As a runner and someone who is concerned with eating a balanced, healthy diet, I have been really watching my sugar intake recently.  Although I’ve generally been eating healthy for quite some time, the amount of sugar I realized I was consuming daily was pretty high.  Using myfitnesspal as a food journal for years to monitor calories, protein, carbs and the like, once I started paying attention to the “sugar” column, I was really surprised!  I have a soda maybe once a month, and I try to only eat desserts/sweets on the weekends or special occasions.  I pretty much exclusively drink black coffee, water, and then a glass of wine or beer every day.  So where was all this sugar coming from?  Turns out, it sneaks in in all kinds of forms.  Dairy products, most things in bottles, including pasta sauce, ketchup, salad dressing, even taco seasoning, as well as in fruit in all of its forms (jams, fruit yogurt, juice, etc.)

Sugar and its ill effects have gotten a lot of attention lately, and it seems like there are two main camps of people:  The first type distinguish between “good” or “natural sugar,” such as those in fruit and milk, and “bad” sugar, anything processed or added to enhance sweetness or flavor.  These people say that it is fine to eat lots of natural sugars, but to limit bad sugars.  The second school of thought does acknowledge that natural sugar is better than processed, but suggests that ALL sugar produces negative effects, and should be consumed in moderation.  After reading a lot about sugar on the internet, I’ve decided to count all of my sugar intake for the day towards my recommended allotment of 45g, but also trying whenever possible to only eat natural sugar, and eliminating processed sugar.

So how has this worked out for me?  I pretty eat the same types of items, but not in the same way.  In the grocery store, I’ve started scrutinizing my “go-to” brands, in many cases switching to those with less sugar.  FYI, “organic” doesn’t always mean less sugar.  I make my own taco seasoning, salad dressing, and stopped buying greek yogurt with fruit already added.  As it (finally!!) warms up in my area, I stop eating oatmeal (another sugar sneaker, even though I thought it was healthy) and start drinking smoothies.  In my small town, there is only one smoothie shop, and they have about 10 varieties on their menu.  EVERY one has at least 40 grams of sugar, with some topping out over 70.  For a SMALL!!  Last summer, my fiancé and I made our own smoothies almost daily.  A lot of times we just threw whatever fruit/yogurt/juice we happened to have in the house in the blender.  As such I never calculated the sugar content, but I’m guessing the OJ, strawberry yogurt, and other high sugar fruits weren’t as virtuous a choice as I thought.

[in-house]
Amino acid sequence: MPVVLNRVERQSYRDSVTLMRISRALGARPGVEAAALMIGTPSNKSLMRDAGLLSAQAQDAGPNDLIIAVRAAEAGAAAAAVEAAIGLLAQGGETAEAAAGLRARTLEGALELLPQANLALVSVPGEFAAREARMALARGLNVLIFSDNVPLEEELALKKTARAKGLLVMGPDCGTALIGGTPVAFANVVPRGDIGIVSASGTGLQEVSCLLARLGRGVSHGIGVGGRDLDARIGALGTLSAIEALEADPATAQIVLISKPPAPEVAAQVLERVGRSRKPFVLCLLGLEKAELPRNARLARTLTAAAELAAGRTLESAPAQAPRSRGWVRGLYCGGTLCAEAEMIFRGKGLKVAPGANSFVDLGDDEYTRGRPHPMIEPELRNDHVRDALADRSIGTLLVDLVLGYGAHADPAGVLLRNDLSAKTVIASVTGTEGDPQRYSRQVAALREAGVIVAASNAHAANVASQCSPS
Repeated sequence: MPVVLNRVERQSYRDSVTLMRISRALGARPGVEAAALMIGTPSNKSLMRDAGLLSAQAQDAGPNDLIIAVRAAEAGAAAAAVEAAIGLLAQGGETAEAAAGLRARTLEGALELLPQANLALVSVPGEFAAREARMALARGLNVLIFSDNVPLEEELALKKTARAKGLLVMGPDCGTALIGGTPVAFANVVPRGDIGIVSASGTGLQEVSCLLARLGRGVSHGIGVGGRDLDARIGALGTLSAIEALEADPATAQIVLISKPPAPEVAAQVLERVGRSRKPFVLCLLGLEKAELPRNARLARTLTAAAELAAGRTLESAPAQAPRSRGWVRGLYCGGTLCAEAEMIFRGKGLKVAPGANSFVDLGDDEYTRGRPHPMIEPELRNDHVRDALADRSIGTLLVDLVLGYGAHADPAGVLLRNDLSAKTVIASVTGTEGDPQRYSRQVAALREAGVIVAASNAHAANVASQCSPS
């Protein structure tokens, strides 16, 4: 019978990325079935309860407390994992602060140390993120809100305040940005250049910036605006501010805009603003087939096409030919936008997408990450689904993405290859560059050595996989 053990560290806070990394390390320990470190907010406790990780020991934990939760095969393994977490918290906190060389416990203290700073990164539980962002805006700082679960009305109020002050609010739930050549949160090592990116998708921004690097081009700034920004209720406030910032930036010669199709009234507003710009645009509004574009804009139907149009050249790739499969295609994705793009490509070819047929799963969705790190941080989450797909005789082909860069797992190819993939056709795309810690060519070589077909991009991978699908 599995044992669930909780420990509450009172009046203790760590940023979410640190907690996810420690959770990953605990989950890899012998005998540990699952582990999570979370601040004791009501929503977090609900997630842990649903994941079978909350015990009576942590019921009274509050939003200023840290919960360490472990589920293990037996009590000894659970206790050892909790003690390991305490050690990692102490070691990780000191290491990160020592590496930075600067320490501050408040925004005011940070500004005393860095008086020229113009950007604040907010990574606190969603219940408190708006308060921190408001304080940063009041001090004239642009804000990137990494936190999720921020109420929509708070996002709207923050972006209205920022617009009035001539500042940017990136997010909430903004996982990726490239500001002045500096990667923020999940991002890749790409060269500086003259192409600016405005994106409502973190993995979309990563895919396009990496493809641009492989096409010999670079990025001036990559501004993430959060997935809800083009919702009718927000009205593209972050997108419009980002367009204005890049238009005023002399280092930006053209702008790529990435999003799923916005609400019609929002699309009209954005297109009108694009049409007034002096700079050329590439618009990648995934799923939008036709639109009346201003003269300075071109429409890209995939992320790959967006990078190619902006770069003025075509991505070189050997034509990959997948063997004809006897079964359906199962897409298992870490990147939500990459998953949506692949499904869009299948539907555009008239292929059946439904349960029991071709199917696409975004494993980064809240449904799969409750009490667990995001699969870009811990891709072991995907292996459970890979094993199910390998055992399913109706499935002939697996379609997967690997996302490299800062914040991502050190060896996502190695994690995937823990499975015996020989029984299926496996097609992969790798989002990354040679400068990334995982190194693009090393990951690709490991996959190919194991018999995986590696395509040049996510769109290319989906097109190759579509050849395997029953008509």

As many people do when they need answers, I turned to google.  I searched for “low sugar smoothie recipes,”  “green smoothie recipes,” “high natural protein smoothies.”  And what did I find?  Lots of high sugar, not so healthy recipes.  So I decided to create my own, and it was surprisingly easy, only 3 ingredients: Naked Kale Blazer, plain greek yogurt, and frozen fruit.  I wanted a juice that was mostly vegetable based, I don’t get enough greens even though I try.  My grocer had plenty of juices, green and not, and so I read the labels of any that sounded good.  Many were quite high in sugar.  I settled on Kale Blazer because it had the highest number of veggies and the lowest grams of sugar.  It also contains a hint of ginger and lemon, which are said to be great for digestion.  I use Chobani plain greek yogurt, again because it has the least amount of sugar, and is a great source of natural protein.  Finally, I scoured my frozen fruit section for a blend that is, you guessed it, low in sugar.  I settled on a package of strawberries, blackberries, and pineapple chunks.  The result?  A not sweet (I mostly taste celery) but still pretty good smoothie.  I like to pair it with some cheddar cheese and a hard-boiled egg for lunch.


Low Sugar Green Smoothie (that appears pink) 😉

1/2 cup frozen strawberries, blackberries, and pineapple chunks

1/2 cup Chobani plain greek yogurt

1/2 cup Naked Kale Blazer juice

*optional- I throw in a couple of leaves of mint or basil (whatever I have a lot of) from my herb garden for a little extra flavor

Blend until smooth, blend with ice for a thicker smoothie

Nutritional Info:

150 calories

443 mg Potassium, 2g Fiber

18g Sugar, 13g Protein

A good source of Vitamins A, C, Calcium, and Iron